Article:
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Osgoode Hall is seen in Toronto on Sept. 25, 2019. Police violations of the accused's rights in two Ontario cases resulted in quashed convictions for child pornography and weapons offences on Tuesday.

The Canadian Press

Police violations of the accused’s rights in two Ontario cases resulted in quashed convictions for child pornography and weapons offences on Tuesday.

In separate decisions, Ontario’s top court ruled the breaches were serious enough to bring the administration of justice into disrepute.

In the first case, the court ordered a new trial for Peter McSweeney, who was convicted in October, 2017, of child pornography offences based in part on self-incriminating statements he made to police.

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Court documents show nine police officers went to Mr. McSweeney’s home in Whitby, Ont., on an early morning in May, 2016. They arrived with a search warrant after receiving a report that someone had uploaded pornographic images from an account registered to that address.

At one point, Durham Regional Police Detective Constable Jeff Lockwood asked Mr. McSweeney to head to the porch and, without advising him of his rights, questioned him.

In one exchange, Mr. McSweeney made a self-incriminating statement, after which he was arrested. Questioning continued at the police station, and despite Mr. McSweeney saying he wished to remain silent after talking to a lawyer, he again incriminated himself.

At trial, Ontario court Justice Mary Teresa Devlin allowed the accused’s statements as evidence over defence objections. Justice Devlin ruled the suspect was not detained when he confessed on the porch, and the officer was therefore not obliged to advise him of his right to speak to a lawyer immediately.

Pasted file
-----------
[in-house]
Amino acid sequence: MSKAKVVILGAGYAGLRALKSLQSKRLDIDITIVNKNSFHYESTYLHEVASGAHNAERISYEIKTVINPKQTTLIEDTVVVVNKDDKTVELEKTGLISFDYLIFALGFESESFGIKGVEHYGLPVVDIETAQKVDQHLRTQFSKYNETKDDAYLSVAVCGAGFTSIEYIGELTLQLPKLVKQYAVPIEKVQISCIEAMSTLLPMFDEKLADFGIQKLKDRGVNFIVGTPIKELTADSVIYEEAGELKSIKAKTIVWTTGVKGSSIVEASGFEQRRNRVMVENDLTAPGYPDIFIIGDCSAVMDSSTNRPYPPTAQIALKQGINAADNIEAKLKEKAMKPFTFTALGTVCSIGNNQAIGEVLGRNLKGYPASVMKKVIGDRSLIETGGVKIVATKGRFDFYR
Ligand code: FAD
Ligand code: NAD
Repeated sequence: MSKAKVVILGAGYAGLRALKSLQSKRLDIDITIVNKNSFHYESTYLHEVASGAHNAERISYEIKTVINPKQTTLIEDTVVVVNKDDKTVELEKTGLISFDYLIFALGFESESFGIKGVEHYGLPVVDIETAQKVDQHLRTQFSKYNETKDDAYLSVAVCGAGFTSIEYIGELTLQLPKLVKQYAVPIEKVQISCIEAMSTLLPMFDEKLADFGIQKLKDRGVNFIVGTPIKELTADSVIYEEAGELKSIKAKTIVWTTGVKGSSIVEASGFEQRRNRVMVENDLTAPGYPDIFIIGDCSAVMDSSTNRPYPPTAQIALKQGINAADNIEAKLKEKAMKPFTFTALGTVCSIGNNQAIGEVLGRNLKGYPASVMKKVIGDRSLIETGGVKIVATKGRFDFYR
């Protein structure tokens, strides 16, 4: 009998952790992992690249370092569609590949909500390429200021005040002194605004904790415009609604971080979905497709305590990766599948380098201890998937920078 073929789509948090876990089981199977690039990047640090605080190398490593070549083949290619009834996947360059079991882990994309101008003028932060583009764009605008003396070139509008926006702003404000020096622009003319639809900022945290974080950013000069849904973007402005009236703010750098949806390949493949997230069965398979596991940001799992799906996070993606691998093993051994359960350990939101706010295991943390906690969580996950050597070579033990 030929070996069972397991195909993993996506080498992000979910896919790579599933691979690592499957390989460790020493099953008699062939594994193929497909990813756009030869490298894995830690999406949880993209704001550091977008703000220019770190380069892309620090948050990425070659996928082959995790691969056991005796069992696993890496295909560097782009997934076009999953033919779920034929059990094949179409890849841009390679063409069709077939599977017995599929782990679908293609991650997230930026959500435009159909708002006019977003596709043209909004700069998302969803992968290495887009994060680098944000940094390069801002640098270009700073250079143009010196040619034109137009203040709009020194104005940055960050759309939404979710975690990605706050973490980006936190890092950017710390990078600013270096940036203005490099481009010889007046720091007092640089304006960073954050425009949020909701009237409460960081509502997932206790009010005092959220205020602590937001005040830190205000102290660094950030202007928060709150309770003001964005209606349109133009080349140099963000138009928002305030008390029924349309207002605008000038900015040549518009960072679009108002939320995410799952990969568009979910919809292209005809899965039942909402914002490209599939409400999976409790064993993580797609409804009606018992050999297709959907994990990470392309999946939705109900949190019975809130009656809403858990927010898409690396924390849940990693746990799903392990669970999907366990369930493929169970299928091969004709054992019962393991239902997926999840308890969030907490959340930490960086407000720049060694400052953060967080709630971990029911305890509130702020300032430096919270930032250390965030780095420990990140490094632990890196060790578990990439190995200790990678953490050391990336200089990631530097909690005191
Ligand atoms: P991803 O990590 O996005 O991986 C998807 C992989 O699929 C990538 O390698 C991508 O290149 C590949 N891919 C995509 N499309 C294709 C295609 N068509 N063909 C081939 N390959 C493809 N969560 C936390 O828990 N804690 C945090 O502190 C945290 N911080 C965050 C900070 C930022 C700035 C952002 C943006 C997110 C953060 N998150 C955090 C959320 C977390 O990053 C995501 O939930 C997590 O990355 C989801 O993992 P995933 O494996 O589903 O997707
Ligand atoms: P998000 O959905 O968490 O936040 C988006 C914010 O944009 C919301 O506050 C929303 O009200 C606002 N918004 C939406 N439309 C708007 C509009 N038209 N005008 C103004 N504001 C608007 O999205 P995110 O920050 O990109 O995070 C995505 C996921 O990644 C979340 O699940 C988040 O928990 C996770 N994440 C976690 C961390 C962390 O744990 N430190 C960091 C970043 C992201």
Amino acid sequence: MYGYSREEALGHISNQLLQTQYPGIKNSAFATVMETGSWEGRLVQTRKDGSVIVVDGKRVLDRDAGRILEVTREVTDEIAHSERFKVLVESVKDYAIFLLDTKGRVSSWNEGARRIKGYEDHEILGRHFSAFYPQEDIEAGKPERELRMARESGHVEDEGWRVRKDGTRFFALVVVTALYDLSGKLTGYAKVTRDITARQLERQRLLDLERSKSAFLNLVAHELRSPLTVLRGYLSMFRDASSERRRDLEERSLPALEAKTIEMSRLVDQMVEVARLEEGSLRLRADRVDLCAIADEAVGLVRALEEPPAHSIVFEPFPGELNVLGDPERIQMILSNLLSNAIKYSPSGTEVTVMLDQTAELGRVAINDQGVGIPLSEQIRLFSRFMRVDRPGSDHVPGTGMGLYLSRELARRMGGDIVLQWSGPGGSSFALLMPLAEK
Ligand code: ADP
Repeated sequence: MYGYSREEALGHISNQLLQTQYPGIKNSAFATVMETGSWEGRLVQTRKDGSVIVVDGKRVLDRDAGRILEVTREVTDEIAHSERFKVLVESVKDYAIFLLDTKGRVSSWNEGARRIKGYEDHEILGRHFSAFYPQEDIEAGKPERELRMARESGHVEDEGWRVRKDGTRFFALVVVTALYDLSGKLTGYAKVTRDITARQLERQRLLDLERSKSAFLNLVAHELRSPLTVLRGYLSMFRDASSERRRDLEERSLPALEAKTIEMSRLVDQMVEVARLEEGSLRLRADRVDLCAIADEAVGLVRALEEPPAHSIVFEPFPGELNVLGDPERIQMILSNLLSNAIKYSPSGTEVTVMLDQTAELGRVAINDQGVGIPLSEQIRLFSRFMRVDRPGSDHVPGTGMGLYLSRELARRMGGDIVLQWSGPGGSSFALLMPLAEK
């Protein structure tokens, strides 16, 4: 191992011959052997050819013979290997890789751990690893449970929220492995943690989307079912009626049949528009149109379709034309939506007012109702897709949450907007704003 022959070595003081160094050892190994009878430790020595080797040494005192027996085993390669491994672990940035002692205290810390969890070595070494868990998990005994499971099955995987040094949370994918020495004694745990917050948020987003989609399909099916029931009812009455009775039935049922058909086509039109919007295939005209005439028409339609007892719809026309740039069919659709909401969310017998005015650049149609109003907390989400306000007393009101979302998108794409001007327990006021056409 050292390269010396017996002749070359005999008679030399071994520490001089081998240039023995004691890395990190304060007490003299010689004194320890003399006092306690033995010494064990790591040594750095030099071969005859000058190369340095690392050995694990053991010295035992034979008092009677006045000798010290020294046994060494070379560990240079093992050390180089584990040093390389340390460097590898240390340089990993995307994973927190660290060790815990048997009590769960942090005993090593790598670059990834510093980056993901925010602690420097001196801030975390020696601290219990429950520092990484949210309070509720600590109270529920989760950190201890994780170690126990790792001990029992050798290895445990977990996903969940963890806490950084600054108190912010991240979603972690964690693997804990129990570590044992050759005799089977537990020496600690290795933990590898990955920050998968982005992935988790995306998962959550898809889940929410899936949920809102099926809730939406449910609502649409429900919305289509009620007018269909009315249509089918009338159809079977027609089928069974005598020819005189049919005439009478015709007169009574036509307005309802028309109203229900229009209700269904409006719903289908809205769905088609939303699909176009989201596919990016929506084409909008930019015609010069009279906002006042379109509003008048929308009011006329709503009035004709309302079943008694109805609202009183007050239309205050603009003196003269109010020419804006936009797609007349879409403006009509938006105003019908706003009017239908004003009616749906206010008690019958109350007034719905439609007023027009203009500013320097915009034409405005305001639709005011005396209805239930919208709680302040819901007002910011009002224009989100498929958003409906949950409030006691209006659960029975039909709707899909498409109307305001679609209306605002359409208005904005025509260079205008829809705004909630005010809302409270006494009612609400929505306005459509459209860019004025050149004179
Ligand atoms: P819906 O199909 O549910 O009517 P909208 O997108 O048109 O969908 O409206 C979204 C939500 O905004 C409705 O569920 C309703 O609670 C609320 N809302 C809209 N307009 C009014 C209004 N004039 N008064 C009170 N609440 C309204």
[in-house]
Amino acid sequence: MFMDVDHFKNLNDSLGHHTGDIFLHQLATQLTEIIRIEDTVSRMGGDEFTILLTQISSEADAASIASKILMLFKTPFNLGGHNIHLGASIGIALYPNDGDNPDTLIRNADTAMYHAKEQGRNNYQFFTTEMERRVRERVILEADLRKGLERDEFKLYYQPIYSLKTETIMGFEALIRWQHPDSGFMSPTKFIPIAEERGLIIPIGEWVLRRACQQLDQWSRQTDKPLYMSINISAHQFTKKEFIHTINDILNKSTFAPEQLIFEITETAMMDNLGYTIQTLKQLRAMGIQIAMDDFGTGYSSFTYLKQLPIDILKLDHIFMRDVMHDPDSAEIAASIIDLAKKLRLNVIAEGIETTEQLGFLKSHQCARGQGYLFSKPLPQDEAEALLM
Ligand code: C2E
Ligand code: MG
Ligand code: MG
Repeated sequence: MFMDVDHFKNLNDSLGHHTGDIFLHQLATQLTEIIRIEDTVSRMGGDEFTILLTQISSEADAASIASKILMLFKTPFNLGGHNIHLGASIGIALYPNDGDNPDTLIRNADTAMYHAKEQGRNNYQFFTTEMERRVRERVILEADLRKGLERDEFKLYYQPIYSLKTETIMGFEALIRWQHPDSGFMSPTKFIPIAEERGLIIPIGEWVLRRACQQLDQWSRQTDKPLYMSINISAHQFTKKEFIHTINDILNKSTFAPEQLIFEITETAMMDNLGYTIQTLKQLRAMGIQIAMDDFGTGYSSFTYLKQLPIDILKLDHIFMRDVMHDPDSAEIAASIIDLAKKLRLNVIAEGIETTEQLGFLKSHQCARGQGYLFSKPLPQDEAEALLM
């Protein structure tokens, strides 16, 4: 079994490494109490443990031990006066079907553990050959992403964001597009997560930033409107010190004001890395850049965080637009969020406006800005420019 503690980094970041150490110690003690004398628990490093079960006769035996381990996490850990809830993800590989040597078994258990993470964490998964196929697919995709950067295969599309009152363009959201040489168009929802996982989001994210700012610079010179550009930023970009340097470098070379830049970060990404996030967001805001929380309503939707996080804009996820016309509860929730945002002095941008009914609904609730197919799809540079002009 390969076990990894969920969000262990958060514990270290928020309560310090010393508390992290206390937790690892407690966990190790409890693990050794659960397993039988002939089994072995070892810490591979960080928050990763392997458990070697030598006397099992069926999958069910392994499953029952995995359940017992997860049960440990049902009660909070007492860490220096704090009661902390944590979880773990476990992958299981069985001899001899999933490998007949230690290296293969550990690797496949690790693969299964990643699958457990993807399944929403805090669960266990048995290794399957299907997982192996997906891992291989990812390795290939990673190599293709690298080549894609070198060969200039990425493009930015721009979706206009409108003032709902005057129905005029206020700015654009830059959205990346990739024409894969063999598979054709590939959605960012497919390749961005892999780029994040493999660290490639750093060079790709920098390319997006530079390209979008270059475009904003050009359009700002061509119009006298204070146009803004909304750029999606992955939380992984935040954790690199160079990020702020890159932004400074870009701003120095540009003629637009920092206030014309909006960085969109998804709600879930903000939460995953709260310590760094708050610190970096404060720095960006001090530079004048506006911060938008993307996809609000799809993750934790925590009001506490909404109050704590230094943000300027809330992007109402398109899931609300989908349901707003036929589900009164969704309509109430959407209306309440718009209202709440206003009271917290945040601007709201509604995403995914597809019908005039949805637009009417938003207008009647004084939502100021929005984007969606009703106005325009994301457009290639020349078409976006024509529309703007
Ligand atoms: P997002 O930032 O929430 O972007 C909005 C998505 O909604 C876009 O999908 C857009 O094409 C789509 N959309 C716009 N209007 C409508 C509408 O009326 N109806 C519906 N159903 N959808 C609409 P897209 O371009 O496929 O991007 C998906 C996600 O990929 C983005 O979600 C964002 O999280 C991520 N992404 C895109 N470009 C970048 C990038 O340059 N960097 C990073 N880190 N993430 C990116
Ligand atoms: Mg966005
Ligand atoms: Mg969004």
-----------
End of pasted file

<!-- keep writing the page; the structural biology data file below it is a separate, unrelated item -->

The Appeal Court disagreed, finding a reasonable observer would have considered Mr, McSweeney to have been under detention at home. In addition, the questioning at the police station was improper, the court ruled.

“The state conduct was wilful and in disregard of the appellant’s asserted charter rights,” the higher court concluded. “It had a serious impact on those rights and on his attempt to exercise them.”

The court ordered a new trial, saying the now-excluded confessions were important but not critical to the prosecution.

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Separately, the court entered an acquittal in the case of Bilaal Mohammed, who was convicted of firearms and other offences in May, 2016.

Evidence was that provincial police stopped him in a parking lot near Alfred, Ont., for a broken licence-plate light. The officer smelled marijuana and decided to investigate further, without advising Mr. Mohammed of his right to speak to a lawyer.

One officer strip-searched Mr. Mohammed in the parking lot, dropping his pants to his ankles. Police found nothing untoward. However, a search of his car turned up some cash, several cell phones, some cannabis and ammunition.

Officers then asked if he had a gun, and he said he did, strapped to his pant leg. The officers arrested him, advised him of his rights, and took him to the police station, where they searched through his cellphone.

Justice Paul Belanger convicted Mr. Mohammed of weapons and other offences related to the items police found in the car.

Mr. Mohammed appealed, arguing evidence obtained during the strip search and the searches of his car and phone should have been excluded. The prosecution agreed police violated Mr. Mohammed’s rights by failing initially to advise him of his rights and questioning him for more than 20 minutes before he was able to talk to a lawyer.

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The Crown conceded the strip search and search of his phone without a warrant were also serious charter breaches.

“The Crown’s concessions are appropriate and we accept them,” the Appeal Court said in acquitting Mr. Mohammed. “In our view, each of the breaches is very serious. Taken as a whole, the breaches are so egregious that the evidence must be excluded.”

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